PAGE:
Especially for Those Who Write About Technology
Like everyone else who writes about Microsoft technology, I could get upset by the latest outbreak of branding mania which brings us the Microsoft Purview suite. The grand pronouncement telling us that the future of compliance and data governance is here left me cold.
The announcement features the normal Microsoft mix of new names, previously announced stuff (like co-authoring of protected documents on mobile devices), extensions for existing capabilities (like 51 new sensitive information types for use in DLP and auto-label policies), and genuinely-interesting advances (like multi-stage disposition for items at the end of their retention period). The latter is due in public preview in May 2022. In essence, you’ll be able to apply a new retention label to items automatically when the retention period of the original label expires and set off a new retention cycle. And yes, this will require a high-end license.
Bringing Purview Together
At first glance, you might conclude that Microsoft assembled an array of loosely-connected add-ons and existing capabilities and applied Microsoft Purview as a common prefix. Some have called the resulting suite “Purview for E5” on the basis that you need Office 365 E5 or other high-end licenses to use its capabilities. I can see how this feeling might exist because many of the services do require high-end licenses. However, some do not, like Microsoft Purview Information Protection (aka MIP or sensitivity labels) or Microsoft Purview Data Loss Prevention (DLP), both of which deliver a lot of functionality to Office 365 E3 tenants.
Admittingly, both MIP and DLP have E5 caveats. Any automatic application of sensitivity labels through auto-label policies, trainable classifiers, or default labels ups the ante to E5, and while DLP is happy to process Exchange Online, SharePoint Online, and OneDrive for Business with an E3 license, ask it to consider information leakage in a Teams chat or channel conversation, and DLP demands E5.
The devil is in the detail when it comes to licensing any aspect of Microsoft 365 compliance, both in the past and heading into the Purview future, which is why it’s good to have a copy of the Detailed Microsoft Compliance Licensing Comparison XLS. The spreadsheet is dated April 2021, but that’s OK as it’s soon to be renamed the Microsoft Purview Licensing Comparison XLS…
New Sensitive Information Types
Running Get-DlpSensitiveInformationType now returns 262 sensitive information types published by Microsoft (or classifiers, as the new term seems to be), plus whatever custom information types a tenant defines. That’s a bunch of entities to test content against in DLP and other policies managed by Microsoft Purview Information Protection.
Revealed at Ignite 2021 last November, and available in tenants, the new sensitive information types include bundled and unbundled entities. A bundled entity is simply a collection of sensitive information types managed as a single type. For example, if you add the All Medical Terms and Conditions type to a DLP policy, DLP can detect any medical term or condition found in SharePoint, Exchange, and Teams content.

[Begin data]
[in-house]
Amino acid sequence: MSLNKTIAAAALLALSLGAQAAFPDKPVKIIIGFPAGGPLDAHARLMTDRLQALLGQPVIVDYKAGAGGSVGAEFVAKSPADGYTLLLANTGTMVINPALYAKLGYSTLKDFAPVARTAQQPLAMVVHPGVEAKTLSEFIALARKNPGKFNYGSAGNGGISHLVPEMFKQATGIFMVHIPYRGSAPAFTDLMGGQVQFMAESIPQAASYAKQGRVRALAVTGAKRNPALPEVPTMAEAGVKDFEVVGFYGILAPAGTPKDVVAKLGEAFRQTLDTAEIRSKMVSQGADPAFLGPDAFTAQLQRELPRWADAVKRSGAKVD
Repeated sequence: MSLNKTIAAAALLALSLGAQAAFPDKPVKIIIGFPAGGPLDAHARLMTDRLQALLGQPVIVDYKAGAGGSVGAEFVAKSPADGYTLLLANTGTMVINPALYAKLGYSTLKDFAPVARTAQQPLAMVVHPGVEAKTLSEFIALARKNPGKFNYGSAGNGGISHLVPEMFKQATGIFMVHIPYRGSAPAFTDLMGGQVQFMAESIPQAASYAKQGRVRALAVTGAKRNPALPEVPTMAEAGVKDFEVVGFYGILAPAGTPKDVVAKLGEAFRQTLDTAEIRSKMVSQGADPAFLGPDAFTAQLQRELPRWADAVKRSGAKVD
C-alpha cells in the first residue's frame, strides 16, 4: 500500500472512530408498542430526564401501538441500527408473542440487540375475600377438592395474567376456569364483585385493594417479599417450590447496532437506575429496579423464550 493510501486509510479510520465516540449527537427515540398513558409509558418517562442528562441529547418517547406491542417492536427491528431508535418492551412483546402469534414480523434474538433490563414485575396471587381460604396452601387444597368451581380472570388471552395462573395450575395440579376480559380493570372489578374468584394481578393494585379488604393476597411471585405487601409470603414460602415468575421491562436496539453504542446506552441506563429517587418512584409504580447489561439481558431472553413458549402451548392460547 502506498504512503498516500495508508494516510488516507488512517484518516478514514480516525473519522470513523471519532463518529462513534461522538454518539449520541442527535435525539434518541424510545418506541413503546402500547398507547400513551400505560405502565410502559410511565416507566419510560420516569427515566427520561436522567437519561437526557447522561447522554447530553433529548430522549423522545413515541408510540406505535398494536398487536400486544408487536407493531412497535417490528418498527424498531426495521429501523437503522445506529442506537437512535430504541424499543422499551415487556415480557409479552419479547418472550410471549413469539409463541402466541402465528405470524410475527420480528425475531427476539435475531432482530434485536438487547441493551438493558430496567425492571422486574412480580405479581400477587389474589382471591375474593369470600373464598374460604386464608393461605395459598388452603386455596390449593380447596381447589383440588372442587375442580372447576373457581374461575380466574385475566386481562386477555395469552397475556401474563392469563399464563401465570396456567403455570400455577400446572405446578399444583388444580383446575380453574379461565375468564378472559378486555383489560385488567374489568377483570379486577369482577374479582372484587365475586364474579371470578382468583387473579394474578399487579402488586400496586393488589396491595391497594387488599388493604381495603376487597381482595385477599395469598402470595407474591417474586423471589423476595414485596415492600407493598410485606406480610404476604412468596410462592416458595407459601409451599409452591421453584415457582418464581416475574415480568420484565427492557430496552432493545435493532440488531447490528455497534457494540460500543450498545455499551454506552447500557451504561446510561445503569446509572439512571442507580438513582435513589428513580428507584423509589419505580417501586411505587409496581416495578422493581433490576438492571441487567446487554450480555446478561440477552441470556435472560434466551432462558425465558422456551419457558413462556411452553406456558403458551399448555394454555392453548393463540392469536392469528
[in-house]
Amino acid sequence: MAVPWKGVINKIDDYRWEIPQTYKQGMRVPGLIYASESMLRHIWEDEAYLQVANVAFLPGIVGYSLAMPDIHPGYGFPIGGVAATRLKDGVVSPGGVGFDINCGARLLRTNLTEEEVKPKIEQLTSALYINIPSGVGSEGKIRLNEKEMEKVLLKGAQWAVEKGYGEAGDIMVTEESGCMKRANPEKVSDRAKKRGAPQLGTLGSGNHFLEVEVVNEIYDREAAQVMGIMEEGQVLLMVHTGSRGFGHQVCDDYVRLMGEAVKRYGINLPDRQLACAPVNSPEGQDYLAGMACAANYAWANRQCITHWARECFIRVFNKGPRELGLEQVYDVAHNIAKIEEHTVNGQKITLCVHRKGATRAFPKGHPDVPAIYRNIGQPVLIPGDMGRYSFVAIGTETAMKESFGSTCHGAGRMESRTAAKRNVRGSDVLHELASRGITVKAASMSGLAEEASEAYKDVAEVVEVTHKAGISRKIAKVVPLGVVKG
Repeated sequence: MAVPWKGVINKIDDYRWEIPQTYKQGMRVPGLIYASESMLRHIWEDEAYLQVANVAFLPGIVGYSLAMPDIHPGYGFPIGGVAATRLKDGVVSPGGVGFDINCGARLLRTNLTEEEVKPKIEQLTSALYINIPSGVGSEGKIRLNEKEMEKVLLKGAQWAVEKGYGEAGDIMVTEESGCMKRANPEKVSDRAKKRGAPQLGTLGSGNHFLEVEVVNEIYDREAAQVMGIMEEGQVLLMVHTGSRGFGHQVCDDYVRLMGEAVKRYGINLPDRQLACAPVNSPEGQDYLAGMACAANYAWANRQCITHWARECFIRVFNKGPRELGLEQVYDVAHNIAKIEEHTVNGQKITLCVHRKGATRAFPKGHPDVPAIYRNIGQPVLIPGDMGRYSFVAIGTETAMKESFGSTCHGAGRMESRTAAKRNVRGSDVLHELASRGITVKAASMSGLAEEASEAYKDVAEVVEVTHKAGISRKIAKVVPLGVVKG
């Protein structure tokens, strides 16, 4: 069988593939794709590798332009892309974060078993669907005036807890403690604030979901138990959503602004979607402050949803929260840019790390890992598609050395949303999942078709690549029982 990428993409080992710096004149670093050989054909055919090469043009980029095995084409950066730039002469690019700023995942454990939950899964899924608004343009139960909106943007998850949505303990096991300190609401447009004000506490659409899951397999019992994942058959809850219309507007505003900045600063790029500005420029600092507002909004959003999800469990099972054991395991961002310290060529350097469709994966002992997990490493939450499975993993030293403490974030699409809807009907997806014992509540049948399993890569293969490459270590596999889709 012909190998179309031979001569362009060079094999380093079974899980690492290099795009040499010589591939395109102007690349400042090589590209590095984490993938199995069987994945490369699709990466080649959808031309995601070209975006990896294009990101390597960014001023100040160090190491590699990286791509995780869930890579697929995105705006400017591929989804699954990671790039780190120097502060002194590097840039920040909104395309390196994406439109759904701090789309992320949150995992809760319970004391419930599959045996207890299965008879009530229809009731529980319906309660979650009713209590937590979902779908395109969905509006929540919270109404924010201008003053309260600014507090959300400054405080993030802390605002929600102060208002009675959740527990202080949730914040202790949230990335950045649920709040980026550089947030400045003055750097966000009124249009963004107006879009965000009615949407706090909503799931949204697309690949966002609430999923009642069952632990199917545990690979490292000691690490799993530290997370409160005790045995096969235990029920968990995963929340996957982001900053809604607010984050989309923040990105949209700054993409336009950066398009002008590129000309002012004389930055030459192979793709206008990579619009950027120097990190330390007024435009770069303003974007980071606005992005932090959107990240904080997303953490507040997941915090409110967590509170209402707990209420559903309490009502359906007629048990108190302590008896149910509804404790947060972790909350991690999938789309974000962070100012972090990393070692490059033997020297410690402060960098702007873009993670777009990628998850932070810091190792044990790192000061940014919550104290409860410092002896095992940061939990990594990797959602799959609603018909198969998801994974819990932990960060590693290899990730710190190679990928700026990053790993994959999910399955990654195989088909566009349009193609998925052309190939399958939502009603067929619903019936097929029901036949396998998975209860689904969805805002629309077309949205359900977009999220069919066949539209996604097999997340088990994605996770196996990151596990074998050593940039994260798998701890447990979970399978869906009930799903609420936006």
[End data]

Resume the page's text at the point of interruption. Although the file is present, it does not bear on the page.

An unbundled entity is a sensitive information type that stands on its own. It can be used in a DLP policy to detect specific information, or it can be used as part of a bundled entity. For example, the Ireland Physical Addresses type is an unbundled entity, but it’s also part of the All Physical Addresses bundled entity. The update includes types to detect addresses in 38 countries and 10 specific types covering medical terms and conditions, like Blood Test Terms.
Being from Ireland, it’s natural to try out the Ireland Physical Addresses type. The (now renamed) Microsoft Purview Compliance portal offers the chance to test sensitive information types against input files. I created a text file with my home address in it, used it as input for a test, and was a little disappointed to find that the matches weren’t quite as good as I hoped (Figure 1).
Unlike other sensitive information types, which you can edit to see the criteria used for matching, Microsoft doesn’t support editing of the new types yet, so I couldn’t see how I could improve the test results. In any case, I’m sure the sensitive information type will be better in a policy, once I figure out what kind of policy to use it in.
And Now to Book Updates
Apart from documenting new functionality as it becomes available, the Office 365 for IT Pros eBook team also keeps our text current with Microsoft naming. Or at least, we do our best to. We’ve been through the recent Microsoft Defender rebranding and now we’ll update chapters to use all the approved Microsoft Purview product names. It’s a pain because the time spent chasing brand names takes away from the time available to investigate how Microsoft 365 works. Microsoft couldn’t be rebranding just to distract our attention, could they?